The Defund To Refund Project Is Resetting The Conversation Around Police Reform
The Defund To Refund platform uses a mix of storytelling, art and data to tell the human and economic cost of over-policing.
February 27, 2021 at 11:51 pm
A new digital platform seeks to shift the conversation around police reform.
Defund to Refund, a story-based digital platform which launched in February, seeks to reframe the debate over funding for police in order to grow support for efforts to shift resources towards other public safety services. The platform was developed by several strategists from the digital marketing firm Huge.
In an exclusive interview with Blavity, marketing expert Asmirh Davis, the lead strategist for the Defund to Refund initiative, says the idea for the project developed after the killing of George Floyd and calls to scale back police presence in communities in order to tackle police brutality.
“'Defund’ has been floating around in the [activist] community for a while,” Davis said. “It got into the mainstream last year.”
But although many Americans support many of the specific policies aimed at shifting resources from police to other social services, the “defund” label has become a political lightning rod. The call to defund continues to motivate many progressives, while conservatives seized on the label and attempted to tie it to anarchy and violence and even some prominent Democrats have rejected the campaign.
Defund to Refund tackles the controversy surrounding defunding head-on by putting it in a context of positive change and not simply scaling back police presence.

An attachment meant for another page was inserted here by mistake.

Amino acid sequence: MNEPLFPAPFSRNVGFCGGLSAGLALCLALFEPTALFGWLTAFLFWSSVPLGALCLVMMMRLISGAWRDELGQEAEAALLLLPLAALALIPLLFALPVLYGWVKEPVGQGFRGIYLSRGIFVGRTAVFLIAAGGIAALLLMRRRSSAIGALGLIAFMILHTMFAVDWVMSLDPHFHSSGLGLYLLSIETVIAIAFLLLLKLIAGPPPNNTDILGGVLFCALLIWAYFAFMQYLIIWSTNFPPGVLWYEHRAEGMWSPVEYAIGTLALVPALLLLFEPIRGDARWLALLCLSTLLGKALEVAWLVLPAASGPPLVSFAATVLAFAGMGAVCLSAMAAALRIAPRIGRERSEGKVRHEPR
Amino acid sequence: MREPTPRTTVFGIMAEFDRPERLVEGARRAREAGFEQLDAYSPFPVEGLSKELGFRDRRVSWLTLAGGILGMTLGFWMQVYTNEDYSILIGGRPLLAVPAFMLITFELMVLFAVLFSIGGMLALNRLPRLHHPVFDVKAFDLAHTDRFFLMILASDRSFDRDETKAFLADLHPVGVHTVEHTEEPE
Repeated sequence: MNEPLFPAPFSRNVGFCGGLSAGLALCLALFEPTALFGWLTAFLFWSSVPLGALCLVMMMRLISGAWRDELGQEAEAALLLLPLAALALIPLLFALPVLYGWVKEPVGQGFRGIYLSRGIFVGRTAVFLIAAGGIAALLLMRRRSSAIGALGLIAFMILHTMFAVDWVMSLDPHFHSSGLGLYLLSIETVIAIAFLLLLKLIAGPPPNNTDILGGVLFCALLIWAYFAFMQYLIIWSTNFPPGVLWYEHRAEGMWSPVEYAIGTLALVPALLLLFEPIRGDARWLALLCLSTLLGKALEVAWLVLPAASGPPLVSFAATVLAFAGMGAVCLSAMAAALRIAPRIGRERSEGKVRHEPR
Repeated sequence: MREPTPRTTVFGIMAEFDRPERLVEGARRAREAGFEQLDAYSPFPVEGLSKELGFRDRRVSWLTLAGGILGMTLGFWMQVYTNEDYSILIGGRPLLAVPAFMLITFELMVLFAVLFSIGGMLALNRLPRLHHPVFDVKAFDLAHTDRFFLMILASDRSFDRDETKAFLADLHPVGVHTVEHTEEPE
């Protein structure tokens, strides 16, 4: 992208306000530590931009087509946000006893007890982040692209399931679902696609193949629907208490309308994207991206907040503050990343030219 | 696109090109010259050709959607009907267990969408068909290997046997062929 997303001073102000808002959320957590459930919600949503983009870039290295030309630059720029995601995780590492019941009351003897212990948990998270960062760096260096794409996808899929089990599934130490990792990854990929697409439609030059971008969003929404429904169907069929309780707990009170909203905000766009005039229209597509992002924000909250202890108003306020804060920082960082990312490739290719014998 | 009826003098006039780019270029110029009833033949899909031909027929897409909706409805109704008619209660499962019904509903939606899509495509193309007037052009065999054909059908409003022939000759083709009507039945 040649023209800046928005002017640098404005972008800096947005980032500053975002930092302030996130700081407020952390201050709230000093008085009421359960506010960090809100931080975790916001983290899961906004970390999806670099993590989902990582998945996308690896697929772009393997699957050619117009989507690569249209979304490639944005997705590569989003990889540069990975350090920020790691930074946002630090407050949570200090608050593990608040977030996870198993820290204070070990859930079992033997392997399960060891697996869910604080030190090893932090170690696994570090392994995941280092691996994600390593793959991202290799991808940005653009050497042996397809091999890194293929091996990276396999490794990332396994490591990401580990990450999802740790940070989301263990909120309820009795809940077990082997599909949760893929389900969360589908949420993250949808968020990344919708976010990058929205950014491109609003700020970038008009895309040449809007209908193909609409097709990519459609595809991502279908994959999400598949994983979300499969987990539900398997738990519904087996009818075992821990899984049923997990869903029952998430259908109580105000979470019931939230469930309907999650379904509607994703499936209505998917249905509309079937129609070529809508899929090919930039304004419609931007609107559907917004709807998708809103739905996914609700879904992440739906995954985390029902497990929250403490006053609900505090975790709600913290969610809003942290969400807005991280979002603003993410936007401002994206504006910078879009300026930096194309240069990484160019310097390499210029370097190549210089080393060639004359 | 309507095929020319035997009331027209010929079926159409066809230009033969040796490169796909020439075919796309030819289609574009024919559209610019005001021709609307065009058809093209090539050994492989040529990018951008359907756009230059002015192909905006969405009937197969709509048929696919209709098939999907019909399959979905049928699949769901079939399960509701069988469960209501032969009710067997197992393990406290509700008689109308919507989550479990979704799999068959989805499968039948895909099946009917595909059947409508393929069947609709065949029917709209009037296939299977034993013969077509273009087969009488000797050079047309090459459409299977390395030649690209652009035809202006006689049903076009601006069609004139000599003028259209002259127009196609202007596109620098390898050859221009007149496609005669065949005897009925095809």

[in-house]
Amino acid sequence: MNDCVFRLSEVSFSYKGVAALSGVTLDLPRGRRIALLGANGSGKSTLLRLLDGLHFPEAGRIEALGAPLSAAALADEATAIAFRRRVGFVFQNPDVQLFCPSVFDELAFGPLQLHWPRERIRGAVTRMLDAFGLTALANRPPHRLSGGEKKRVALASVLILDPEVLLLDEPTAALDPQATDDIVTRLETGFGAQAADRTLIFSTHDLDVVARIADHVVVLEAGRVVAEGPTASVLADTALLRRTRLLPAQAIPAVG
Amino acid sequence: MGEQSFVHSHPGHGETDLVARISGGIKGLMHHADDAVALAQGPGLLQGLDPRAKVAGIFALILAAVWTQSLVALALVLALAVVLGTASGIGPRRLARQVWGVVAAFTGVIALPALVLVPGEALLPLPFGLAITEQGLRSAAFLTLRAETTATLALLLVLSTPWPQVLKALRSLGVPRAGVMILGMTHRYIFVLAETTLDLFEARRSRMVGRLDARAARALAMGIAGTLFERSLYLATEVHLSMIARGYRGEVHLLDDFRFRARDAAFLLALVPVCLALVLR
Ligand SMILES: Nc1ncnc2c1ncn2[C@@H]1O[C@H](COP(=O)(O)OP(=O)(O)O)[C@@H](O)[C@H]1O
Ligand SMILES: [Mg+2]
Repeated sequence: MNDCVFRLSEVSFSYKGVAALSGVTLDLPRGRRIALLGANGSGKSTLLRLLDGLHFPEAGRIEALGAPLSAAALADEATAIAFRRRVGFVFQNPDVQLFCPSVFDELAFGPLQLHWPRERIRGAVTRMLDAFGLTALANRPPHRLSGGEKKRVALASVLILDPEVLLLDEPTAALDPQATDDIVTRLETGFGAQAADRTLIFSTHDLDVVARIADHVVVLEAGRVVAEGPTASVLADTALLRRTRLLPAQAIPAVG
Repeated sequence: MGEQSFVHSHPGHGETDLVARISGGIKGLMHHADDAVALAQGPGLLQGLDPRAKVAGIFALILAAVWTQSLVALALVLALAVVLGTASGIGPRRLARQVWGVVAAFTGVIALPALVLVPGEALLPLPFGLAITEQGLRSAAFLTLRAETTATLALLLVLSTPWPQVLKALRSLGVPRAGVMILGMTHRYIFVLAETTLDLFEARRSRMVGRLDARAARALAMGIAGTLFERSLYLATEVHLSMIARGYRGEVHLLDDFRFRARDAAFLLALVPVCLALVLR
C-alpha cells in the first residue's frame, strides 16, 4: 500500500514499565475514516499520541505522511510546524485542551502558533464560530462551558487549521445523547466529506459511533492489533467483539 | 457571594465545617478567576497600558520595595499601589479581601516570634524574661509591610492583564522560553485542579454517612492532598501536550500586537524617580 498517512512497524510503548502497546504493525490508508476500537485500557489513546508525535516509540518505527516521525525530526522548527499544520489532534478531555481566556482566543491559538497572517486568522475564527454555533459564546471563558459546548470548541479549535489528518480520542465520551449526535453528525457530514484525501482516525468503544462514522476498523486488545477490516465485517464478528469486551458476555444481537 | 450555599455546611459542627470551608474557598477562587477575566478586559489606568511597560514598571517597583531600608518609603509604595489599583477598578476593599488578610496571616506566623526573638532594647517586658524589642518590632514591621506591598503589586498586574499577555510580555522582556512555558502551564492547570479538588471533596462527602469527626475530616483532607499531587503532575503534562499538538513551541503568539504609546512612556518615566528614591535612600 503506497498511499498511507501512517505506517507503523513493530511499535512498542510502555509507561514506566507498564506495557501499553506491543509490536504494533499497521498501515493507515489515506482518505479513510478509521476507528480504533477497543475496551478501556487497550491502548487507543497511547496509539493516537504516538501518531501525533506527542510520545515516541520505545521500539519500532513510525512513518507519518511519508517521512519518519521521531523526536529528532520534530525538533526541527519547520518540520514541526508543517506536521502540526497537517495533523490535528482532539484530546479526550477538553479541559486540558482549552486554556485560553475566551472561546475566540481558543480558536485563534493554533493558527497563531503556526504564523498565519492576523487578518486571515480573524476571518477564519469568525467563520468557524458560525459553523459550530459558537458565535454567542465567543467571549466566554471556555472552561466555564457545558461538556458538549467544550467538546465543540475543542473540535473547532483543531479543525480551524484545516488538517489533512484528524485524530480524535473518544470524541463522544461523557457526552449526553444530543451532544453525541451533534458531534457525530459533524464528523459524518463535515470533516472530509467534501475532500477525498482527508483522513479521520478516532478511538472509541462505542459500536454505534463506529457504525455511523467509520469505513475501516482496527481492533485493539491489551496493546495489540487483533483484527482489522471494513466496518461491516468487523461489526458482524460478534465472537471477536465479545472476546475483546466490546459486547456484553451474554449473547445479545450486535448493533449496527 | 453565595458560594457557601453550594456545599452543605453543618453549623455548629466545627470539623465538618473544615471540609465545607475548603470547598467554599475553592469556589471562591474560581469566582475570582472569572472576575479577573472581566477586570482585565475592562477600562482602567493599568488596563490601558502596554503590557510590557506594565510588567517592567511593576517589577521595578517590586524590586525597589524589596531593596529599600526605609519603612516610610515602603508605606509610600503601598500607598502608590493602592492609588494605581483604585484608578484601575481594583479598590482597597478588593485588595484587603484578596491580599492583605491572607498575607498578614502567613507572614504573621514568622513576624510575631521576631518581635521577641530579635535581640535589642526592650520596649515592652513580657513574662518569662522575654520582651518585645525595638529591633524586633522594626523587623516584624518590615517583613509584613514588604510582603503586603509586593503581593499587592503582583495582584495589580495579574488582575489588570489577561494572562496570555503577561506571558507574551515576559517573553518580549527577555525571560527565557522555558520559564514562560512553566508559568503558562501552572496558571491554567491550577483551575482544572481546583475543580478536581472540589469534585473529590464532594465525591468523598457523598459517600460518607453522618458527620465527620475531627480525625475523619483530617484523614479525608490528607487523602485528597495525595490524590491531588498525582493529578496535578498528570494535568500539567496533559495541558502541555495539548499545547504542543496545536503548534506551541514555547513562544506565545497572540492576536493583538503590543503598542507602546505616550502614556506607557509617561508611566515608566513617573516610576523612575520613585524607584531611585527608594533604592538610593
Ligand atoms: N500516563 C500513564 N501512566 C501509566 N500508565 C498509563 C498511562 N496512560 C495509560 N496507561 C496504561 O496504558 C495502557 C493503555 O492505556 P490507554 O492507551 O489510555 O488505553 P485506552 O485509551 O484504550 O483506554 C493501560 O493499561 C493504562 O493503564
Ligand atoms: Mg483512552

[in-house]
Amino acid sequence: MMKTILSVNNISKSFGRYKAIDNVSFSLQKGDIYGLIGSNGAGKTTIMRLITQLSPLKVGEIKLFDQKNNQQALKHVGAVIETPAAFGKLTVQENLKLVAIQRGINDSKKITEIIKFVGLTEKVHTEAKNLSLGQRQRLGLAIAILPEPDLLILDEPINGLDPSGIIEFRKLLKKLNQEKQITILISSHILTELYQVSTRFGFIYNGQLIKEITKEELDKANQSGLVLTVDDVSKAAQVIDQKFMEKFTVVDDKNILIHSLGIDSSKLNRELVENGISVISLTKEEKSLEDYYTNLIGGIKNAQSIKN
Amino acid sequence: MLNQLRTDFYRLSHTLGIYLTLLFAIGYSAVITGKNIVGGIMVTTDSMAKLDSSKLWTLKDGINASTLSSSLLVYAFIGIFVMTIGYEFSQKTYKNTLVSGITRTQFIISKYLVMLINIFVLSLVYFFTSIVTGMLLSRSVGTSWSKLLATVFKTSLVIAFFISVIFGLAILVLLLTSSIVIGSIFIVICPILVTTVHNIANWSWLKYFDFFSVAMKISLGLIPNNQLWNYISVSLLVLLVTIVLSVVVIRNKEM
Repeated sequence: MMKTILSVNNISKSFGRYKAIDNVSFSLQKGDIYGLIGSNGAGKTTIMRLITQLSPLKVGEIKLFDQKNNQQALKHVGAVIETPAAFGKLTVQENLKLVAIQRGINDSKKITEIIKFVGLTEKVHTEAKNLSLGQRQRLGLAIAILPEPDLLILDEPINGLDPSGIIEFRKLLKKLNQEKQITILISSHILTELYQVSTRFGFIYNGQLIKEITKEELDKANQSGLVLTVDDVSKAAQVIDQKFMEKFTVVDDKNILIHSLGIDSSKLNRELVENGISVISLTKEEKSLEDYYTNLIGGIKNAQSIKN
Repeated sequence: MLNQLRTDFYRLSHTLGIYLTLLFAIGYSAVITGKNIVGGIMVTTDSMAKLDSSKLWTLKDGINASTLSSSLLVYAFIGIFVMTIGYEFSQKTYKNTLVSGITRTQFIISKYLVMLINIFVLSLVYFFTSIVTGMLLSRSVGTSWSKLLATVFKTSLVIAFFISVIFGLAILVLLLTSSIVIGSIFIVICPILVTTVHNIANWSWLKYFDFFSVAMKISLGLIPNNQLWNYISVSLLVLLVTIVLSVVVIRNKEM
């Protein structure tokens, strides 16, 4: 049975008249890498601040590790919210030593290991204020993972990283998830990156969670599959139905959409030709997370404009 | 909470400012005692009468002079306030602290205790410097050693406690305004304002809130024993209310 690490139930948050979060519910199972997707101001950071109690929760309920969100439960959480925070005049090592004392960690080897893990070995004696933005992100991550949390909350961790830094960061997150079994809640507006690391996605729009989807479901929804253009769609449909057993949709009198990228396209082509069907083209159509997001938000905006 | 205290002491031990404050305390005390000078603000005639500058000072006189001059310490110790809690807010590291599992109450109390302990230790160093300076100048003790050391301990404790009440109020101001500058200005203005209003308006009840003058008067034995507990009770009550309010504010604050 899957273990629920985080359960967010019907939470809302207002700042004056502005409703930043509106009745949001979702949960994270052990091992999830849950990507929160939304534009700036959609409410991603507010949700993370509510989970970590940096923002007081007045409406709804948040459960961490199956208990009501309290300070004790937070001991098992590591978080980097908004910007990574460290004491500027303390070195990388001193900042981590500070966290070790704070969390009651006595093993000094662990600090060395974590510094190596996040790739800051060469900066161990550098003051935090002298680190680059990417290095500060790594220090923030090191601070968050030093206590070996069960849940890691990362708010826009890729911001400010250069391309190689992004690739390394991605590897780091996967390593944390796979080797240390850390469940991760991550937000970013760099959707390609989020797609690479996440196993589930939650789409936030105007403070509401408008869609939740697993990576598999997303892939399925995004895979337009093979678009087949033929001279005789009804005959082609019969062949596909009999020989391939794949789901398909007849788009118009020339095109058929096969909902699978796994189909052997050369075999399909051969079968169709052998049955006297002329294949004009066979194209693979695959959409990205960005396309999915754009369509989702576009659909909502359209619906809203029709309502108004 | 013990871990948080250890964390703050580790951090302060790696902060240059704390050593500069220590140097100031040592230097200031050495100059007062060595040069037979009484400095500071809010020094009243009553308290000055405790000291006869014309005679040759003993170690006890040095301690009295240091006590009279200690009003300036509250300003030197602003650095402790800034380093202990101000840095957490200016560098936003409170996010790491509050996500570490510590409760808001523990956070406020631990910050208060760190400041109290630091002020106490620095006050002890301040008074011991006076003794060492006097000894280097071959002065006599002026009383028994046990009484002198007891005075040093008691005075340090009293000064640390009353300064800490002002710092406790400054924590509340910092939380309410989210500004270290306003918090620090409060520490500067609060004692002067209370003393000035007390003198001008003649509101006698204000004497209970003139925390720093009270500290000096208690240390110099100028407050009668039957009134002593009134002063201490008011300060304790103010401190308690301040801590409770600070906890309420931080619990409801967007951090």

“Most people focus only on the taking away,” Davis points out, “when the end goal is to reinvest back into the communities.”
Davis, formerly a Group Director of Planning for the Southeast region of Huge, developed Defund to Refund in collaboration with a group of marketing experts at Huge Southeast, including Analytics Lead Justin Anderson-Weber and Engagement Director Fuming Cao. Huge has committed to supporting the Black Lives Matter movement and racial justice. Director of Diversity, Equity, and Inclusion Strategy Darien LaBeach has been working with and facilitating efforts such as Defund to Refund.
Defund to Refund partners with BIPOC artists to depict stories of real people and their encounters with police.
Embedded in the artwork and narratives that Davis says portray the “human cost” of over-policing are data and facts that tell the financial cost of these policies. Each story includes a “Refund” section showing how the money associated with these policies could be reallocated to better serve and protect our communities. These narrative and data-driven presentations are designed to help simplify and shift the conversation surround “defund” to solutions-based discussions.
“I want to see more media, more politicians more people comfortable with the idea that this is the right way to go and where we need to be moving as a society,” says Davis of the platform’s long term goals.. And second, I want to see that conversation moving to activism in communities. … seeing more cities really adopt this way of thinking and pushing themselves to divest in areas of policing and incarceration and reinvesting that into mental health resources, social services, housing security, education.”
Currently, Defund to Refund features three artists who are using their visual storytelling skills to illustrate the narratives featured on the site: digital illustrator Jessica Coppet, Atlanta-based illustrator Dwayne “Dubelyoo” Wright, and recent Johns Hopkins School of Medicine graduate Hillary Wilson.
The platform hopes to continue to grow as artists and activists connect via social media and share Defund to Refund’s work with their own networks.